From the mind of Vanni del Moral, creator of indie gem The Hive, comes Bad Bots, a game about saving the world from, well, bad robots.
Bad Bots is a 2D platformer/shooter that some are comparing to Contra, though that might not be entirely fair. After all, Contra was always about unforgiving precision gameplay, whereas Bad Bots is about running and gunning. But I think I’m getting a little ahead of myself here.
You play as Sam McRae, a man tasked with saving the world. In true video game fashion, saving the world pretty much involves shooting tons and tons of stuff. While that’s all fine and good, it drastically lowers the impact of the title, as it doesn’t offer a whole lot of complexity or challenge the long-established tropes of the medium, and it never really feels self-aware enough to pull off over-the-top absurdity.
But that’s not saying it doesn’t try. As I mentioned before, it does away with the tough-as-nails approach of many of the other 2D platformers out there to let you simply mow your way through piles and piles of evil robots. It’s almost like a 2D take on the “enemy-packed hallway” approach of Call of Duty titles.
Unfortunately, Bad Bots tends to stumble over a lot of its own design mechanics. For instance, when you give players control over a character who can legitimately take down a group of dozen robots without breaking a sweat, how do you ramp up the difficulty in later portions? Bad Bots’ answer is to throw even more enemies at you. The second half of the game features several Quarantine rooms that you’ll step into, only to have all the exits sealed until you dispose of the swarm of baddies that’s coming at you through doorways and ventilation shafts. You’ll fight bots so numerous that they become impossible to count.
Another of these design flaws is that the final boss simply has too much health. It’s not a difficult fight, per se, as it has a very limited amount of attack patterns that are all fairly easy to anticipate. In order to make the fight harder (to elevate it to the status of “epic boss fight,” I suppose), the boss was given an absurdly long health bar. All this does is make the fight into an endurance race rather than a legitimately strategic or dexterity-heavy encounter. In fact, I think I died more times out of fatigue than anything else, and when I finally took the thing down, I wanted to take a nap more than a victory lap.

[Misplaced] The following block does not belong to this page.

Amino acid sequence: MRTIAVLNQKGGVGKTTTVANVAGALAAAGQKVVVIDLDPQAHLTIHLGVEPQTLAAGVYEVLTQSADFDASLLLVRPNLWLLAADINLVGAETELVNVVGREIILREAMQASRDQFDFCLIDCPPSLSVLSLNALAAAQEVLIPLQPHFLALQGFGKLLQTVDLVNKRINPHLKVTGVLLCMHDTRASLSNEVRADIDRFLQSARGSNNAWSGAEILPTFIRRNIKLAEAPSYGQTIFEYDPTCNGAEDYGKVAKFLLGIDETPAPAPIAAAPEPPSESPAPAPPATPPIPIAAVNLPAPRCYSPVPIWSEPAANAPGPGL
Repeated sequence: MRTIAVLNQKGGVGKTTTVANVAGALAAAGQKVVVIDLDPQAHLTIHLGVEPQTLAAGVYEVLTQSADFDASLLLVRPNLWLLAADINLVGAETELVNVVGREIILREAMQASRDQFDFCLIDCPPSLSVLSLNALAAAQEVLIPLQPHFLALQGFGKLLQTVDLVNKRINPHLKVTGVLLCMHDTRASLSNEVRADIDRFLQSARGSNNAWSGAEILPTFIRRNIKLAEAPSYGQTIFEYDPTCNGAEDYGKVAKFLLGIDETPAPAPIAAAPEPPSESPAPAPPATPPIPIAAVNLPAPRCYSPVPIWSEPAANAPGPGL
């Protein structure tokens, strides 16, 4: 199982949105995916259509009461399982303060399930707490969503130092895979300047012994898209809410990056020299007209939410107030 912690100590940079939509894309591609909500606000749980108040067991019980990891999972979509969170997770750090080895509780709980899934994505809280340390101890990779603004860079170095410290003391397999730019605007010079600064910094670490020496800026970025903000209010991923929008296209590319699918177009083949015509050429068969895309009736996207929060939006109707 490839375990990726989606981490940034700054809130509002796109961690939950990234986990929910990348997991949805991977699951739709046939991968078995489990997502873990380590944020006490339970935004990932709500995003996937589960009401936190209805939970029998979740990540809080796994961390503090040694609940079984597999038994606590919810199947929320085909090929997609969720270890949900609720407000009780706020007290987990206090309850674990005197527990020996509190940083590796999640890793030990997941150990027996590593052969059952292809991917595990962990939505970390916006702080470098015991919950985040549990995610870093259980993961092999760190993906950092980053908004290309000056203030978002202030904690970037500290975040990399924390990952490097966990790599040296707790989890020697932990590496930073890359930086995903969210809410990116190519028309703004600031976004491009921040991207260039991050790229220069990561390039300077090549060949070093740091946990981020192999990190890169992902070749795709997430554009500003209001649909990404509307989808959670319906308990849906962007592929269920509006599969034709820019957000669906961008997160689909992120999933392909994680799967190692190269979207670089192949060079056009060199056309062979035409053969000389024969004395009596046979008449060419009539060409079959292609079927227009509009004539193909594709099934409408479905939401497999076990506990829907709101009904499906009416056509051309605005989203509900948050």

Rather than take this approach, Bad Bots would have done well to include some more varied enemy types. Enemies that would try to outthink and out-dodge you, or enemies with interesting ammo types, like homing rockets that explode into multiple projectile patterns. Or something to make combat more interesting than pulling a trigger and watching things explode.
Oh, and make sure you play with a controller. As someone who hates using W to jump, the WASD and mouse setup feels incredibly awkward. To top it off, there is no menu option to adjust the controls, so if you want to, say, assign jump to the space bar, you’re SOL.
One of the game’s charms is its low-bit aesthetic, which works really well with the science-fiction vibe. In fact, most of the robots are superbly designed from a visual standpoint, and the final boss is fantastic to look at, with this bizarre art style that sits somewhere between hand-drawn and pixel art. The human characters, though, tend to appear sort of bland and generic, especially when compared with the robotic enemies you’re constantly making shrapnel of. I’m tempted to coin the term “low-bit lazy” here.
And speaking of lazy, one design choice that I simply can’t wrap my head around is the almost complete lack of music. That’s right, there is almost no music in this game. Sure, there are little themes that play during the boss fights, but the volume is dialed so low that you can barely hear them. The rest of the game is spent in silence that awkwardly contrasts with the environment. The pixel art style just begs for some retro 8-bit music, while the game’s robot theme feels incomplete without some sort of electronic soundscape to tie the whole aesthetic into a nice little bow. Sure, I can understand silence as a thematic choice – something that worked exceptionally well in games like Myst and Dead Space 2 – but it needs to either work toward some sense of ambience (Myst) or serve to emphasize downtime by offsetting the game’s more dramatic moments (Dead Space 2). Bad Bots does neither and, as a result, just feels like it’s missing something.
You can complete this game in three or four hours – or more, depending on how much time you spend on the insufferable final boss. Other than the campaign, there is a challenge mode that offers three difficulties, but this isn’t anything that will extend your playtime by very much unless you’re a complete high score addict.
Bad Bots is simply an incredibly short game that has a lot of potential but never really seems to find its footing. As such, even its $10 price tag seems a bit much. With some more strategic enemy patterns and a killer soundtrack, this could have been a hell of a retro sci-fi romp, but it feels instead like a neat concept that wasn’t entirely realized.